Language Selection

English French German Italian Portuguese Spanish

10 innovations that can save money for small businesses

Filed under

Innovation drives technology forward, making the business world run more smoothly and providing ways to save money. No business knows this more than the small business. Without the kind of cost savings innovation brings, many of them would close their doors for good. Here are some specific ways technical innovation is helping smaller businesses thrive.

1: Linux and open source

Linux and open source have not only matured into a business-ready platform, they have pushed innovation forward on a number of fronts. From the server all the way up to the desktop, Linux and open source have helped force the competition to reevaluate how the user and business interact with hardware and customers. The Linux desktop has proved that more can be done with a user interface than the worn-out Start button/task bar metaphor. And with the power of the Linux server, businesses can work with tools like customer resource management, human resource management, and other platforms they might not otherwise have access to. Along with this innovation comes considerable cost savings.

2: Electronic invoicing/receipts

rest here

More in Tux Machines

FreeNAS 10 Enters Alpha, Brings Lots of New Technologies, Based on FreeBSD 10.2

FreeNAS' Jordan Hubbard was proud to announce the other day, October 8, the release and immediate availability for download of the first Alpha build of the upcoming FreeNAS open source Network Attached Storage (NAS) solution. Read more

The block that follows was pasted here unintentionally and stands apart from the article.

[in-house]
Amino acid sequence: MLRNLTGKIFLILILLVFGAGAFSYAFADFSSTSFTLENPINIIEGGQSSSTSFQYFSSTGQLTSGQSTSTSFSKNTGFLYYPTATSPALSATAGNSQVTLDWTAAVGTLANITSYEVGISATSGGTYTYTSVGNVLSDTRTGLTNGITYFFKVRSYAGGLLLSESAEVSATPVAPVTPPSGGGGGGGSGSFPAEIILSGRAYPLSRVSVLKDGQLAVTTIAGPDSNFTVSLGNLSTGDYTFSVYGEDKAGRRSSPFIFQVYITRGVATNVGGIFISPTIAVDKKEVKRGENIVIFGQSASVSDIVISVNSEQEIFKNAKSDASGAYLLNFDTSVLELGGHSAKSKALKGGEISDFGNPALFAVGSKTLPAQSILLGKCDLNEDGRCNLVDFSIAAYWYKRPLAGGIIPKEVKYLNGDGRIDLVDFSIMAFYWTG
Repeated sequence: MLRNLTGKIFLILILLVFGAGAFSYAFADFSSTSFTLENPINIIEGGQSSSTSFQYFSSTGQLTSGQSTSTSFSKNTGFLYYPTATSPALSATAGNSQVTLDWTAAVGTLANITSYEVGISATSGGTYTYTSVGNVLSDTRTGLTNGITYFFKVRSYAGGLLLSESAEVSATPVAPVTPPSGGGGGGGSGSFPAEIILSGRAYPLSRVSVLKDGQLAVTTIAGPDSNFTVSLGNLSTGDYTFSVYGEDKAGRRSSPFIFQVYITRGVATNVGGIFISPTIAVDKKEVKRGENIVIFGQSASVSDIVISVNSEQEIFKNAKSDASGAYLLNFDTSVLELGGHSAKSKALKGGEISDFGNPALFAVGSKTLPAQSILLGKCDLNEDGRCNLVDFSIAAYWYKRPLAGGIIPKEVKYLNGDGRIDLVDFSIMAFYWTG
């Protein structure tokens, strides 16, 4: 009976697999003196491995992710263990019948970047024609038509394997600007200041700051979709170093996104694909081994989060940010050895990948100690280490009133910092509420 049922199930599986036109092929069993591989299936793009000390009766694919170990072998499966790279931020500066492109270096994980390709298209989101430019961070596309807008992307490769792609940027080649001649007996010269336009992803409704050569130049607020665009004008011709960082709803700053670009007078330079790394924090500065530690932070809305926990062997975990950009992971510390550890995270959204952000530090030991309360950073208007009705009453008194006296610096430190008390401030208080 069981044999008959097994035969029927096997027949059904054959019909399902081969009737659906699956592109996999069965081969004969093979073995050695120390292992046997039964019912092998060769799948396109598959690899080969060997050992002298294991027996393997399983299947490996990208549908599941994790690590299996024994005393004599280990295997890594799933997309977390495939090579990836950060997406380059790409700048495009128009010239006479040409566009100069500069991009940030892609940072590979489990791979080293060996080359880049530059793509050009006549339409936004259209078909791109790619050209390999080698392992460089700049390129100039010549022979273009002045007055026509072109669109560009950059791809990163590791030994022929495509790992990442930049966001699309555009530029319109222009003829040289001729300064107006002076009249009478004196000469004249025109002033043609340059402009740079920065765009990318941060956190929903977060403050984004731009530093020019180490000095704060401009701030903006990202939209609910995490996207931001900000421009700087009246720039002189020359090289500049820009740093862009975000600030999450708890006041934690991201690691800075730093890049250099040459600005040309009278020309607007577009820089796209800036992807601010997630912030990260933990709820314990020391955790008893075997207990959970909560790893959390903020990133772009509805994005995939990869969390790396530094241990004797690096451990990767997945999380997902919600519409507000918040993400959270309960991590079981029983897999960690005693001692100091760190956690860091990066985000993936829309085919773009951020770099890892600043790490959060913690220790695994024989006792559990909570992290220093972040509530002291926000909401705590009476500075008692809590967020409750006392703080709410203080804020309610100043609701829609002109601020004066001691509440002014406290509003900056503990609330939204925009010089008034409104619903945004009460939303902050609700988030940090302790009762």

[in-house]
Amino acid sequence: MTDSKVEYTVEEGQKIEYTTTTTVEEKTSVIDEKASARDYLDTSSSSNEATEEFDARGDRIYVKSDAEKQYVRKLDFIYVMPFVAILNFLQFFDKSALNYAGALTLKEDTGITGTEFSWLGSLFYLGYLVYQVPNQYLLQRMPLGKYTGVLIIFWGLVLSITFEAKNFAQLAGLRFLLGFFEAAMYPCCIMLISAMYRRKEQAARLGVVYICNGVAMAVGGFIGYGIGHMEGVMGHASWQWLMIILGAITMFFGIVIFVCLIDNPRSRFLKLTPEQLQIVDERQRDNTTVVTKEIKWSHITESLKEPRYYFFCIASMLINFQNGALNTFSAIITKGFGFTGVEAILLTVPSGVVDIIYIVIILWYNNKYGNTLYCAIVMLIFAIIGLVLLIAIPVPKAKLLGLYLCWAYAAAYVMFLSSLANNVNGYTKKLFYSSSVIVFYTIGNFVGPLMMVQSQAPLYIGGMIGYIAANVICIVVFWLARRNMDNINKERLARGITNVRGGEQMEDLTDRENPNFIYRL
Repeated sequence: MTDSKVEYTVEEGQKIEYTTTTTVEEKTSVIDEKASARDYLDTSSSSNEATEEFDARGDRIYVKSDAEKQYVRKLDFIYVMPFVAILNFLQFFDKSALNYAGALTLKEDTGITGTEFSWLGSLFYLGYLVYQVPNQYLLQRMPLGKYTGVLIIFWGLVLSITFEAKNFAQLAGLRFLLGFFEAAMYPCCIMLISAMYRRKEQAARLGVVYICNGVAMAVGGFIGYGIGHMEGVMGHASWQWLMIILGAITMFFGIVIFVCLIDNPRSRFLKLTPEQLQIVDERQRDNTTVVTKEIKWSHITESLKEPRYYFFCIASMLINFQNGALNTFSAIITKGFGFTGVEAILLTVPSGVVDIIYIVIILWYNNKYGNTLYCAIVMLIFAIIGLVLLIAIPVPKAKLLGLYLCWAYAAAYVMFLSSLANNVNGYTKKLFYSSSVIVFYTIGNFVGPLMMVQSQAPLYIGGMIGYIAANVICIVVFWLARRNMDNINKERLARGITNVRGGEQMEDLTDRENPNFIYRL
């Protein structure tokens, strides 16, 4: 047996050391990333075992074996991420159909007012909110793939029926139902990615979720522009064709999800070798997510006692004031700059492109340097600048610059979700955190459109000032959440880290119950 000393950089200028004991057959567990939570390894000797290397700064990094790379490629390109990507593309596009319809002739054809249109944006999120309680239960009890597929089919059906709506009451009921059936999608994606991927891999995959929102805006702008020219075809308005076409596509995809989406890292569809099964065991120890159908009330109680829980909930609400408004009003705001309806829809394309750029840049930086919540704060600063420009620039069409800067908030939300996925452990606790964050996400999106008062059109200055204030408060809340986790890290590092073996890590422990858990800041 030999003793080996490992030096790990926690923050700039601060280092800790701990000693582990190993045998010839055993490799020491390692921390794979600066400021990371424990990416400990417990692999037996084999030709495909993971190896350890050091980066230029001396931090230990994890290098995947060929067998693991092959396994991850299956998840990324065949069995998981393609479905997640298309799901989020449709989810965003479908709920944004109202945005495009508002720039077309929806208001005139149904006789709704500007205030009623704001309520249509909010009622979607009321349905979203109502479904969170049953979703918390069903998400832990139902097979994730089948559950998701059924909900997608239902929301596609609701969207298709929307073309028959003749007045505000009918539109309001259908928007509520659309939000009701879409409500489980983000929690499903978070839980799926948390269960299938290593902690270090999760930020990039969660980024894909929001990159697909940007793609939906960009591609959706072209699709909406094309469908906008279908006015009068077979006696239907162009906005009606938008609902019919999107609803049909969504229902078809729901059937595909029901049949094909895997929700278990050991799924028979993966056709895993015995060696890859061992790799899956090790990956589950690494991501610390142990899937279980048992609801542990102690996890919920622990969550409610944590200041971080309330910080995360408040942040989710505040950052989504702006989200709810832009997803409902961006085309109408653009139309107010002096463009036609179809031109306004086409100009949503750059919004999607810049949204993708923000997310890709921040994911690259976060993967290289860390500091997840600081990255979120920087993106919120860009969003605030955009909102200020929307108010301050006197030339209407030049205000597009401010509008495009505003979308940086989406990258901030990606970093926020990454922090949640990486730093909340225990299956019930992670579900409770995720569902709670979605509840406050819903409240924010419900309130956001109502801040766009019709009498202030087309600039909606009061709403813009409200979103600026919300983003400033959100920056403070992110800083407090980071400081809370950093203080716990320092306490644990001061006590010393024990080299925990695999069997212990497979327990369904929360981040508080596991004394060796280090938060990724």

openSUSE Tumbleweed Gets New Major Snapshot, Leap 42.1 RC1 Coming Next Week

On October 9, Douglas DeMaio wrote about the latest major snapshot released for the rolling-release edition of the openSUSE Linux operating system, Tumbleweed, which adds some of the latest software versions. Read more

Amazon’s AWS IoT platform taps three Linux SBCs

Amazon’s new “AWS IoT” cloud IoT platform offers Starter Kits built around Linux-ready SBCs like the BeagleBone Green, DragonBoard 410c, and Intel Edison. Amazon made its first big Internet of Things play by launching an IoT managed cloud platform for aggregating and processing IoT endpoint data, built around its Amazon Web Services (AWS) platform. Available now in beta form, AWS IoT, is being made available in the form of a series of AWS IoT Starter Kits, which bundle popular hacker boards with the AWS IoT Device SDK, and in some cases other hardware such as Grove sensors. Three of the 10 kits runs Linux, including kits for the DragonBoard 410c, BeagleBone Green, and Intel Edison (see farther below). Read more

KDBUS Continues Maturing, But Will We See It For Linux 4.4?

New KDBUS patches continue being published for this in-kernel IPC mechanism based on D-Bus, but it hasn't been communicated yet whether Linux 4.4 is the next target for hoping to mainline this controversial code. Just yesterday was a set of 44 patches in attempting to cleanup the KDBUS code further. There's also been an assortment of other KDBUS patches floating around the kernel mailing list. Read more